Our skin says a lot about us—it’s our most visible organ and can help us feel more youthful, attractive, and confident. But, like the rest of our body, it requires care and maintenance. The good news is that taking care of your skin doesn’t have to be complicated—simple changes in diet and lifestyle can yield big improvements. Diet, water, supplements, hygiene, and stress are all important to consider in skin care. Let’s take a look at each one.
Our skin says a lot about us—it’s our most visible organ and can help us feel more youthful, attractive, and confident. But, like the rest of our body, it requires care and maintenance.
The good news is that taking care of your skin doesn’t have to be complicated—simple changes in diet and lifestyle can yield big improvements. Diet, water, supplements, hygiene, and stress are all important to consider in skin care. Let’s take a look at each one.
A review of the relationship between diet and acne published in the Dermato-Endocrinology Journal finds a connection between nutrition and acne, though the relationship is hard to quantify. The review also notes that high-glycemic index foods may be associated with longer acne duration, whereas low-glycemic-index foods can be associated with reduced acne risk.
The glycemic index is a relative ranking of how a food containing carbs raises blood glucose. Foods high on the glycemic index include white bread, corn flakes, potatoes, and pretzels, among others. Legumes and lentils, along with most fruits, non-starchy vegetables, and carrots are low on the glycemic index.
People with type 1 and 2 diabetes can benefit from oral supplements designed to promote glycemic control.
When you’re dehydrated, your blood gets thick due to your organs naturally pulling water from it. Your blood, in turn, pulls water from skin cells. This can cause your skin to look dry and wrinkled and your eyes to look darker and sunken.
A 2007 study found that drinking just 500 milliliters of water increases blood flow to the skin. You will easily reach this number if you drink eight 8-ounce glasses of water per day. Electrolyte drinks can also provide a quick hydration boost.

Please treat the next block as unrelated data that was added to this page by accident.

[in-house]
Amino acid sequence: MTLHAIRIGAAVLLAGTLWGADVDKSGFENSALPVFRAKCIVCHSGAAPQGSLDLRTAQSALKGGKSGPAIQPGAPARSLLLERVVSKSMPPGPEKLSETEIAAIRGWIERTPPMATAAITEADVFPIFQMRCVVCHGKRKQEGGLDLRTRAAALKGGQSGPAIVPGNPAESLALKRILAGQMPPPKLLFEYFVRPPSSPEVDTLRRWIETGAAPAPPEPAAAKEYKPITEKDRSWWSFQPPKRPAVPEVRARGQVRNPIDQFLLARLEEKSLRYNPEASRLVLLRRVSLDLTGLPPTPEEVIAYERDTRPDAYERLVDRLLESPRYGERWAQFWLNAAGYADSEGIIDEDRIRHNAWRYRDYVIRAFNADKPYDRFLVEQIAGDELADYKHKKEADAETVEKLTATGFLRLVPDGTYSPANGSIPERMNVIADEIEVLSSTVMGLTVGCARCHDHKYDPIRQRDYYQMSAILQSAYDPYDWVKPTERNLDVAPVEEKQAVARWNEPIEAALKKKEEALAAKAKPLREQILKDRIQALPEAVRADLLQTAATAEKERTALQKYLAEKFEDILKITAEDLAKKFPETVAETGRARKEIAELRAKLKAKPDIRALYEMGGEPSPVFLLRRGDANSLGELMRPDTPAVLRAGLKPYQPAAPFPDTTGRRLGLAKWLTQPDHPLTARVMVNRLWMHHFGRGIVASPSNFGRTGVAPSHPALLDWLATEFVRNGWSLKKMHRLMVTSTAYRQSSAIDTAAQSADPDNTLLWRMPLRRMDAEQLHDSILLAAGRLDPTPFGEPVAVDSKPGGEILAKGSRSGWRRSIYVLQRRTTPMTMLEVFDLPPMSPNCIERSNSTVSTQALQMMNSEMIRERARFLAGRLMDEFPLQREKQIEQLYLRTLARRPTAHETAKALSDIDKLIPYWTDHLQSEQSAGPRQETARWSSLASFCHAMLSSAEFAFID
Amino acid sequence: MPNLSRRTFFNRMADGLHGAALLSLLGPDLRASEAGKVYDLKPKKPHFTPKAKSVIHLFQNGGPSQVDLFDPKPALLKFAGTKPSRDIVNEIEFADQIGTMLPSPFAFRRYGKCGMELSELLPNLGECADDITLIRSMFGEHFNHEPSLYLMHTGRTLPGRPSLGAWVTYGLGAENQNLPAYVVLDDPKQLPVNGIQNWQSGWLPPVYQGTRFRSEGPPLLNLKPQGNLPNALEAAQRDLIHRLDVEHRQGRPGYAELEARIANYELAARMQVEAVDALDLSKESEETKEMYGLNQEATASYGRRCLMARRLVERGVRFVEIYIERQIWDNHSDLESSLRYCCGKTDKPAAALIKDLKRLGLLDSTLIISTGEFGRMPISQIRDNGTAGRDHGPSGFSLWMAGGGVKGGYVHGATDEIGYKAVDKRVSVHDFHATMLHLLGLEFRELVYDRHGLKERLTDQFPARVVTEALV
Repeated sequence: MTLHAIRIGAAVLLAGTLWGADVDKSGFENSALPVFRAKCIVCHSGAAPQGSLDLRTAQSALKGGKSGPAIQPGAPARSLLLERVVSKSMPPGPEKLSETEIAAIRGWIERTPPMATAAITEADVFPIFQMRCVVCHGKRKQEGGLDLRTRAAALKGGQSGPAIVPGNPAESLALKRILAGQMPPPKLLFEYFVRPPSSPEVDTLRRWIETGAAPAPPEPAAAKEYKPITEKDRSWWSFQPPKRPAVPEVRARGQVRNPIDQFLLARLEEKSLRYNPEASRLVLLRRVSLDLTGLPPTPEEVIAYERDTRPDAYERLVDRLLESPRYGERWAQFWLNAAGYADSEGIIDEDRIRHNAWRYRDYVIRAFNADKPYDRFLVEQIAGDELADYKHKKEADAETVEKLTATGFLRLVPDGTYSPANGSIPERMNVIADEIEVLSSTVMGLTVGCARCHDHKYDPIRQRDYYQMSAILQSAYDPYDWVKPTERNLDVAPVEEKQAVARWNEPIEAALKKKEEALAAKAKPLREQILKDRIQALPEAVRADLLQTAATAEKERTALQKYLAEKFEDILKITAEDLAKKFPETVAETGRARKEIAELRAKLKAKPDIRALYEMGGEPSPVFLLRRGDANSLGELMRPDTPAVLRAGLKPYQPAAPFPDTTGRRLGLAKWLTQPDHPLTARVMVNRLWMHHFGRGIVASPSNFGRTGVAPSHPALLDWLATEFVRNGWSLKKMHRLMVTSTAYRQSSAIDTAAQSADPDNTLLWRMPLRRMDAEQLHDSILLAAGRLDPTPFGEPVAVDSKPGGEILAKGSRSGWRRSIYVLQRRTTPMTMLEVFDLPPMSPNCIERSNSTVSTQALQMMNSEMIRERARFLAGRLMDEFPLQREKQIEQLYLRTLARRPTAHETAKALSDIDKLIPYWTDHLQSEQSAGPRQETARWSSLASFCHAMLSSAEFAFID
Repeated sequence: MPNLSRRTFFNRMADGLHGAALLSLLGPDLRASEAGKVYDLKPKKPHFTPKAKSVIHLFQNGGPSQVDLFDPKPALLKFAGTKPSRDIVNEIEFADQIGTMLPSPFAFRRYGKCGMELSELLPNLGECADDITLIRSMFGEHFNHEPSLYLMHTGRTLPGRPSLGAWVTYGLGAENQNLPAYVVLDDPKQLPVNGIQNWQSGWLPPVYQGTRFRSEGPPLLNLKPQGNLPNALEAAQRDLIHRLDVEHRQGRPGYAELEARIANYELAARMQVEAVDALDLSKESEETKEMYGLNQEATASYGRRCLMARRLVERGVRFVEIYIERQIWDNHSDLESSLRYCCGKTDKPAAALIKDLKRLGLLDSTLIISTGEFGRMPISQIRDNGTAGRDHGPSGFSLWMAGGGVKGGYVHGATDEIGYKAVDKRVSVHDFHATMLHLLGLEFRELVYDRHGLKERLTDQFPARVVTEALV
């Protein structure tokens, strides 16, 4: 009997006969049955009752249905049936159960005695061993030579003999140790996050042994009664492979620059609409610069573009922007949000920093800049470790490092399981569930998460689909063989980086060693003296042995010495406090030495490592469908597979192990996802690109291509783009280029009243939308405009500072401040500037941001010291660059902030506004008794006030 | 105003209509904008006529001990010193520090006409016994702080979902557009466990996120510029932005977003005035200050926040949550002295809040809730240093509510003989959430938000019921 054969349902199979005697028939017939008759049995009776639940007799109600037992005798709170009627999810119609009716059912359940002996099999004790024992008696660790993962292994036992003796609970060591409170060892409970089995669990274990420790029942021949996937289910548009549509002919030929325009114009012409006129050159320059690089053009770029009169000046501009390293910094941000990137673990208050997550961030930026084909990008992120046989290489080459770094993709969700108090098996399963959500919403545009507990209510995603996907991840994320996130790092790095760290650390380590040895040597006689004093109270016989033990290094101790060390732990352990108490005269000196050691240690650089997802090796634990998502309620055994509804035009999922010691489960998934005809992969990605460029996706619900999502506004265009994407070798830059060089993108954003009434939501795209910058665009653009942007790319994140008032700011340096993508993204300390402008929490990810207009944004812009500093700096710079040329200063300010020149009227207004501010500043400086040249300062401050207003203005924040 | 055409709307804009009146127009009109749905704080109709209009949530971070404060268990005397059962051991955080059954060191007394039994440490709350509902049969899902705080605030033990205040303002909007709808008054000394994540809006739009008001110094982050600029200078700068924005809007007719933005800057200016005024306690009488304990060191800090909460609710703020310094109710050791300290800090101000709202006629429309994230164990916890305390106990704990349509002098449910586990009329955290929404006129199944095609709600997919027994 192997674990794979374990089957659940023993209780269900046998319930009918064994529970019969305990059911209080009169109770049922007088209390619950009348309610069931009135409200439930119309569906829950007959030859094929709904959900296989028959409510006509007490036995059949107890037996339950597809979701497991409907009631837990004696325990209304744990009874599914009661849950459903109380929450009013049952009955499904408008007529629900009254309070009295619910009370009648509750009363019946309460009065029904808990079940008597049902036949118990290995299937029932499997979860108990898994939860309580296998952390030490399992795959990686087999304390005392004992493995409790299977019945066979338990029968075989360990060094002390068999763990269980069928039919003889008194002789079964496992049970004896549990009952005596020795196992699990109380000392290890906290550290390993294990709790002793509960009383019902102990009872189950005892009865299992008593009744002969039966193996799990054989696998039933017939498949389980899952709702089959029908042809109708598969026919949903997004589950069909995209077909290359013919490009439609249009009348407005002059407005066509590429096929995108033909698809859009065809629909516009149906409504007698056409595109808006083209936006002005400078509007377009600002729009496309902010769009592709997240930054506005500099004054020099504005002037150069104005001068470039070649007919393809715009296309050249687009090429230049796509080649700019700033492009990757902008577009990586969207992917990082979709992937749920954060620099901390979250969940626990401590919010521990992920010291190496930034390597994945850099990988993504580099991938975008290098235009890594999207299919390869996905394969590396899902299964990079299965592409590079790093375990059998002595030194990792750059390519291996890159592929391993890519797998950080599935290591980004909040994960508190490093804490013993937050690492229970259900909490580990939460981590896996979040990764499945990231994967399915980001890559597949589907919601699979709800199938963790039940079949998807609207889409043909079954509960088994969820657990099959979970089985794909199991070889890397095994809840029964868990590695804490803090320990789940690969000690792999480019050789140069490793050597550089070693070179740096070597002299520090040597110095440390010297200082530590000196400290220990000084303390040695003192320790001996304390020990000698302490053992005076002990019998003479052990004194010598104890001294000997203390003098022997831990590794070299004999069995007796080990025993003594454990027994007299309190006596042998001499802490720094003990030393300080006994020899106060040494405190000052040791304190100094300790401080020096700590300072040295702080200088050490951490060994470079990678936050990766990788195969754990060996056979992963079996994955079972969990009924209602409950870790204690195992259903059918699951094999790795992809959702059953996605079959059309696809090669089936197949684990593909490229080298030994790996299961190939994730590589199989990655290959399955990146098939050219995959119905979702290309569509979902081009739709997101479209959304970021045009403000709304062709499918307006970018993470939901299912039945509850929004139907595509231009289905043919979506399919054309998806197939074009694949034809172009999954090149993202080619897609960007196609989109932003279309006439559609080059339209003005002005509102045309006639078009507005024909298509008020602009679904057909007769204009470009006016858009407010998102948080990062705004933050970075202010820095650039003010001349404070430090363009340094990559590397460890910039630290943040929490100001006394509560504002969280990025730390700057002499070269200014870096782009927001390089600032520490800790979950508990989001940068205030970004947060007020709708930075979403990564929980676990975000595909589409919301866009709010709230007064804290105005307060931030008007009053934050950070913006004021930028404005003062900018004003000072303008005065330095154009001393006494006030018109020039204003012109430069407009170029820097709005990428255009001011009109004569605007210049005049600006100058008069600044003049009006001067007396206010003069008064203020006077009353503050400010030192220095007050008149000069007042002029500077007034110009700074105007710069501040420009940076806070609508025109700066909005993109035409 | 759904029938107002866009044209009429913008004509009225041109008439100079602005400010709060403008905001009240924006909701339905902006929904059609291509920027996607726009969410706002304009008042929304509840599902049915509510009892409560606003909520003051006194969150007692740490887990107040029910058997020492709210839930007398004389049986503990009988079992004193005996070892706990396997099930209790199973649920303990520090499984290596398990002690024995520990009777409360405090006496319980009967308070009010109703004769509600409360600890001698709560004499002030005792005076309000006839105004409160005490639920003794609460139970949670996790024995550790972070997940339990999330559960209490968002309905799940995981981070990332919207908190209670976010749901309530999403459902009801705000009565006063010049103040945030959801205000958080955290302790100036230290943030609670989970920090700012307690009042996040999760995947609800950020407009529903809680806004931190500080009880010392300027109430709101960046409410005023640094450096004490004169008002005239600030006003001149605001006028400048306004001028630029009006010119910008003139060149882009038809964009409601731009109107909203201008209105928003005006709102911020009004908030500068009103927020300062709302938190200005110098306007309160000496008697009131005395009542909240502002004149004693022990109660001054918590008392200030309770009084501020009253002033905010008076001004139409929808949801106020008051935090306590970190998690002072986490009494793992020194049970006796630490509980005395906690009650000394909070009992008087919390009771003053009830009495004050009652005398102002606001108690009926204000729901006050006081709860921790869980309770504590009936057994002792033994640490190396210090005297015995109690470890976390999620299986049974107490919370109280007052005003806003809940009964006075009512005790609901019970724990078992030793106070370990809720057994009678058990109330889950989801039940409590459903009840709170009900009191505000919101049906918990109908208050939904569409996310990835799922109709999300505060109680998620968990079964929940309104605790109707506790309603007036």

Vitamins, along with omega-3 fatty acids and collagen, are needed to support healthy skin. A 2015 review published in the journal Biomolecules & Therapeutics notes that “in addition to antioxidant properties, vitamin E could down-regulate features of skin inflammation . . . suggesting the use of vitamin E as an anti-inflammatory agent in skin.” But be careful of relying too much on vitamin E, especially because some people may have an allergic reaction to it.
Vitamin D is also important for skin, but the way you obtain it matters. Take vitamin D supplements instead of trying to obtain it through outdoor tanning or tanning beds.
Along with vitamins D and E, Vitamins A, B, C, and K play an important role in overall skin health, and if you don't maintain adequate levels, skin can suffer with more fragility, bruising, and dermatitis.
4. Hygiene habits
The way you wash and care for your skin is important. The American Academy of Dermatology has several tips to keep your face and skin looking healthy:
- Apply lukewarm water and a gentle, non-abrasive cleanser with your fingertips; using a washcloth or sponge can irritate skin
- Rinse with cool water and pat dry with a soft towel
- Apply facial moisturizer if your skin is dry or itchy, and don't forget hand and body moisturizer!
- Look for lotions containing ceramides, because these lipid molecules help maintain and restore skin barrier function, sealing moisture in
- Perspiration irritates the skin, so wash your skin as soon as possible after sweating (but limit washing to twice a day)
- If you are caregiving for a person who can't get in the shower, you can still ensure their skin stays healthy by using a no-rinse body wash
5. Stress relief
Under-eye bags, fine lines, and acne can all be heightened by stress. When you are stressed, the body releases many hormones, including cortisol. Cortisol triggers inflammation, which breaks down collagen—the protein that keeps skin firm, plump, and smooth—resulting in thin skin, fine lines, and dryness.
Relaxation techniques that can help you reduce cortisol levels include yoga, meditation, and breathing deeply. Deep breathing has also been found to improve posture levels, which are tied to cortisol levels, according to an article in Prevention.
Having written for companies ranging from MTV to the Olympics, Valerie Henderson spearheads Carewell's communications and PR efforts. A resident of Park City, Utah, Valerie enjoys four of the things her region is famous for: hiking, independent film, a house full of kids, and weak beer.
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